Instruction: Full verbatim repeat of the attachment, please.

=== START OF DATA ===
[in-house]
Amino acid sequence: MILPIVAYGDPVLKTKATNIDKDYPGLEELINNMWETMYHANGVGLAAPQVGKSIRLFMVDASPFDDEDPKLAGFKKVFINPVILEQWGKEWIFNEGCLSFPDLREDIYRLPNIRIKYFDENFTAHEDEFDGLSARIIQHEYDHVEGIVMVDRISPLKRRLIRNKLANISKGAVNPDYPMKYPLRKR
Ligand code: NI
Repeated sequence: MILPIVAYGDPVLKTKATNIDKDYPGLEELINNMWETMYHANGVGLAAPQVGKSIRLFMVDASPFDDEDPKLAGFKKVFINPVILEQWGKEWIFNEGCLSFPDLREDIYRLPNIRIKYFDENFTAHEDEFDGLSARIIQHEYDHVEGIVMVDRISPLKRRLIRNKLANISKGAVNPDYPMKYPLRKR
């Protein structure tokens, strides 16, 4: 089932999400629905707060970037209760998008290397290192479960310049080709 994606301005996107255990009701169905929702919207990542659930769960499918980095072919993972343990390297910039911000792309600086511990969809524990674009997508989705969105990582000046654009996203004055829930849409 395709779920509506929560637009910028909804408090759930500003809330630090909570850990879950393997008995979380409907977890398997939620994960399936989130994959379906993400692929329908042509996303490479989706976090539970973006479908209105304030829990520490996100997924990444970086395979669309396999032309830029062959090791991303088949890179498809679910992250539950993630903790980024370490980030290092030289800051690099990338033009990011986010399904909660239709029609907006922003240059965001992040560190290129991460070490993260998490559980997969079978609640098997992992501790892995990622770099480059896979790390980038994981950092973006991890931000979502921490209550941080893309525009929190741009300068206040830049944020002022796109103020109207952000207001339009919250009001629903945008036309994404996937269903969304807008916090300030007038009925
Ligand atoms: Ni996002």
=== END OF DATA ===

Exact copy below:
[in-house]
Amino acid sequence: MILPIVAYGDPVLKTKATNIDKDYPGLEELINNMWETMYHANGVGLAAPQVGKSIRLFMVDASPFDDEDPKLAGFKKVFINPVILEQWGKEWIFNEGCLSFPDLREDIYRLPNIRIKYFDENFTAHEDEFDGLSARIIQHEYDHVEGIVMVDRISPLKRRLIRNKLANISKGAVNPDYPMKYPLRKR
Ligand code: NI
Repeated sequence: MILPIVAYGDPVLKTKATNIDKDYPGLEELINNMWETMYHANGVGLAAPQVGKSIRLFMVDASPFDDEDPKLAGFKKVFINPVILEQWGKEWIFNEGCLSFPDLREDIYRLPNIRIKYFDENFTAHEDEFDGLSARIIQHEYDHVEGIVMVDRISPLKRRLIRNKLANISKGAVNPDYPMKYPLRKR
């Protein structure tokens, strides 16, 4: 089932999400629905707060970037209760998008290397290192479960310049080709 994606301005996107255990009701169905929702919207990542659930769960499918980095072919993972343990390297910039911000792309600086511990969809524990674009997508989705969105990582000046654009996203004055829930849409 395709779920509506929560637009910028909804408090759930500003809330630090909570850990879950393997008995979380409907977890398997939620994960399936989130994959379906993400692929329908042509996303490479989706976090539970973006479908209105304030829990520490996100997924990444970086395979669309396999032309830029062959090791991303088949890179498809679910992250539950993630903790980024370490980030290092030289800051690099990338033009990011986010399904909660239709029609907006922003240059965001992040560190290129991460070490993260998490559980997969079978609640098997992992501790892995990622770099480059896979790390980038994981950092973006991890931000979502921490209550941080893309525009929190741009300068206040830049944020002022796109103020109207952000207001339009919250009001629903945008036309994404996937269903969304807008916090300030007038009925
Ligand atoms: Ni996002």